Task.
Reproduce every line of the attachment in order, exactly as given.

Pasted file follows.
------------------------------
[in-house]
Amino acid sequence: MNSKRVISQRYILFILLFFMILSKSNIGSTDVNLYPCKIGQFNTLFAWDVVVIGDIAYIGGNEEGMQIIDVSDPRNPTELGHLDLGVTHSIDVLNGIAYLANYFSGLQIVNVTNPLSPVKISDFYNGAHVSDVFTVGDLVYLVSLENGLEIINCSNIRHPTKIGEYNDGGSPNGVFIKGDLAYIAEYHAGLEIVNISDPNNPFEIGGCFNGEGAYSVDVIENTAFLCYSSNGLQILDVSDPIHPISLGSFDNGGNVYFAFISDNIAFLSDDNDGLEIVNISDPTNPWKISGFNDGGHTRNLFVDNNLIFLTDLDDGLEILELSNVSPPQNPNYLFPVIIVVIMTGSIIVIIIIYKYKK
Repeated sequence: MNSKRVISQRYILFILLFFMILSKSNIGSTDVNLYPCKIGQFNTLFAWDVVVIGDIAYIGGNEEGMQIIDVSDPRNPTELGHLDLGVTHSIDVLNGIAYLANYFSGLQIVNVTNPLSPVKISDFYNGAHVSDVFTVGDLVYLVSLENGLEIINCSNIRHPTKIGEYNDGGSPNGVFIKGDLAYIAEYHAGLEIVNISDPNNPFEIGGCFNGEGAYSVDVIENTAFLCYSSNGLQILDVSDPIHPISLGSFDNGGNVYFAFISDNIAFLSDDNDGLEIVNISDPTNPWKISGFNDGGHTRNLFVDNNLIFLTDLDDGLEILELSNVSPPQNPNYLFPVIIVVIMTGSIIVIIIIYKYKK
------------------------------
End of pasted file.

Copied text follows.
[in-house]
Amino acid sequence: MNSKRVISQRYILFILLFFMILSKSNIGSTDVNLYPCKIGQFNTLFAWDVVVIGDIAYIGGNEEGMQIIDVSDPRNPTELGHLDLGVTHSIDVLNGIAYLANYFSGLQIVNVTNPLSPVKISDFYNGAHVSDVFTVGDLVYLVSLENGLEIINCSNIRHPTKIGEYNDGGSPNGVFIKGDLAYIAEYHAGLEIVNISDPNNPFEIGGCFNGEGAYSVDVIENTAFLCYSSNGLQILDVSDPIHPISLGSFDNGGNVYFAFISDNIAFLSDDNDGLEIVNISDPTNPWKISGFNDGGHTRNLFVDNNLIFLTDLDDGLEILELSNVSPPQNPNYLFPVIIVVIMTGSIIVIIIIYKYKK
Repeated sequence: MNSKRVISQRYILFILLFFMILSKSNIGSTDVNLYPCKIGQFNTLFAWDVVVIGDIAYIGGNEEGMQIIDVSDPRNPTELGHLDLGVTHSIDVLNGIAYLANYFSGLQIVNVTNPLSPVKISDFYNGAHVSDVFTVGDLVYLVSLENGLEIINCSNIRHPTKIGEYNDGGSPNGVFIKGDLAYIAEYHAGLEIVNISDPNNPFEIGGCFNGEGAYSVDVIENTAFLCYSSNGLQILDVSDPIHPISLGSFDNGGNVYFAFISDNIAFLSDDNDGLEIVNISDPTNPWKISGFNDGGHTRNLFVDNNLIFLTDLDDGLEILELSNVSPPQNPNYLFPVIIVVIMTGSIIVIIIIYKYKK